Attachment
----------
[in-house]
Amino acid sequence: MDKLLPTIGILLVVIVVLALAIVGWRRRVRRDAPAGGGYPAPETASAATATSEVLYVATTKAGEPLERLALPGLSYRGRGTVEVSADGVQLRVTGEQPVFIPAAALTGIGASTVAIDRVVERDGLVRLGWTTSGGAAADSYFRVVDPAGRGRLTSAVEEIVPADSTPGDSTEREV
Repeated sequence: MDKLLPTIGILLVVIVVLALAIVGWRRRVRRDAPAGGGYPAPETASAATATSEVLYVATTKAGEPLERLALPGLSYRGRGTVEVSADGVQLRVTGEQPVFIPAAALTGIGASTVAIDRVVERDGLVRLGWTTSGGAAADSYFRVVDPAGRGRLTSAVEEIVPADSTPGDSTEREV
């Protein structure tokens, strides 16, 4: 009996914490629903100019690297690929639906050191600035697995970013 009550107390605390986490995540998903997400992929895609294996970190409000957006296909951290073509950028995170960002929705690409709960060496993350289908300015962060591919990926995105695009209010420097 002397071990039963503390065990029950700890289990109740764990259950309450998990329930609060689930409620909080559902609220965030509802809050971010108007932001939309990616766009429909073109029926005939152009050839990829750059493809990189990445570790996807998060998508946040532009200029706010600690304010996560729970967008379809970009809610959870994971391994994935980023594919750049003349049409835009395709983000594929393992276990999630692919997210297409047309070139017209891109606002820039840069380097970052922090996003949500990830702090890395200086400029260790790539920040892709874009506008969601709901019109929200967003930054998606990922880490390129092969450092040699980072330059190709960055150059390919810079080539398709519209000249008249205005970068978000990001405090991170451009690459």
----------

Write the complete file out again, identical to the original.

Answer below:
[in-house]
Amino acid sequence: MDKLLPTIGILLVVIVVLALAIVGWRRRVRRDAPAGGGYPAPETASAATATSEVLYVATTKAGEPLERLALPGLSYRGRGTVEVSADGVQLRVTGEQPVFIPAAALTGIGASTVAIDRVVERDGLVRLGWTTSGGAAADSYFRVVDPAGRGRLTSAVEEIVPADSTPGDSTEREV
Repeated sequence: MDKLLPTIGILLVVIVVLALAIVGWRRRVRRDAPAGGGYPAPETASAATATSEVLYVATTKAGEPLERLALPGLSYRGRGTVEVSADGVQLRVTGEQPVFIPAAALTGIGASTVAIDRVVERDGLVRLGWTTSGGAAADSYFRVVDPAGRGRLTSAVEEIVPADSTPGDSTEREV
């Protein structure tokens, strides 16, 4: 009996914490629903100019690297690929639906050191600035697995970013 009550107390605390986490995540998903997400992929895609294996970190409000957006296909951290073509950028995170960002929705690409709960060496993350289908300015962060591919990926995105695009209010420097 002397071990039963503390065990029950700890289990109740764990259950309450998990329930609060689930409620909080559902609220965030509802809050971010108007932001939309990616766009429909073109029926005939152009050839990829750059493809990189990445570790996807998060998508946040532009200029706010600690304010996560729970967008379809970009809610959870994971391994994935980023594919750049003349049409835009395709983000594929393992276990999630692919997210297409047309070139017209891109606002820039840069380097970052922090996003949500990830702090890395200086400029260790790539920040892709874009506008969601709901019109929200967003930054998606990922880490390129092969450092040699980072330059190709960055150059390919810079080539398709519209000249008249205005970068978000990001405090991170451009690459």